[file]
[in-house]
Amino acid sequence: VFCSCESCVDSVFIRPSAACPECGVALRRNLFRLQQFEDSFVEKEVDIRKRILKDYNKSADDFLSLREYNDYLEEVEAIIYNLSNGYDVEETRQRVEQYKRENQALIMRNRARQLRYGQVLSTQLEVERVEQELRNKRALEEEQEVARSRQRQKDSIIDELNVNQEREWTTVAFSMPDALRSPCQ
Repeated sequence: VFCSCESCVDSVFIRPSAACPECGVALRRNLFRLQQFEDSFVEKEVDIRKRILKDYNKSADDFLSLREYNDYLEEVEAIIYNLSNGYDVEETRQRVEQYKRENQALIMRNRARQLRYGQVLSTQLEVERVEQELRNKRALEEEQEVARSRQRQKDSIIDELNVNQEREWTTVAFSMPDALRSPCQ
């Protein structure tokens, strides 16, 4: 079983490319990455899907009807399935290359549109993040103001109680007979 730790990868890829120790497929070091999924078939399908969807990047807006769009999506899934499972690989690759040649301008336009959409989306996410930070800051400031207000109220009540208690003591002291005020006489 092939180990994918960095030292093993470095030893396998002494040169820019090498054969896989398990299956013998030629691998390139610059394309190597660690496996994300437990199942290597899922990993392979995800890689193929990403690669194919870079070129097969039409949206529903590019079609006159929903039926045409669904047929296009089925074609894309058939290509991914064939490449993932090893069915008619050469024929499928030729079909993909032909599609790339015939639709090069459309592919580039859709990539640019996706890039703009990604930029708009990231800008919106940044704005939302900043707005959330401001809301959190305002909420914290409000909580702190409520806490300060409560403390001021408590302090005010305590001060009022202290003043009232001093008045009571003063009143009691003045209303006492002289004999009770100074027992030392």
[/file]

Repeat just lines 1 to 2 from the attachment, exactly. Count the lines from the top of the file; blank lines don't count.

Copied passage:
[in-house]
Amino acid sequence: VFCSCESCVDSVFIRPSAACPECGVALRRNLFRLQQFEDSFVEKEVDIRKRILKDYNKSADDFLSLREYNDYLEEVEAIIYNLSNGYDVEETRQRVEQYKRENQALIMRNRARQLRYGQVLSTQLEVERVEQELRNKRALEEEQEVARSRQRQKDSIIDELNVNQEREWTTVAFSMPDALRSPCQ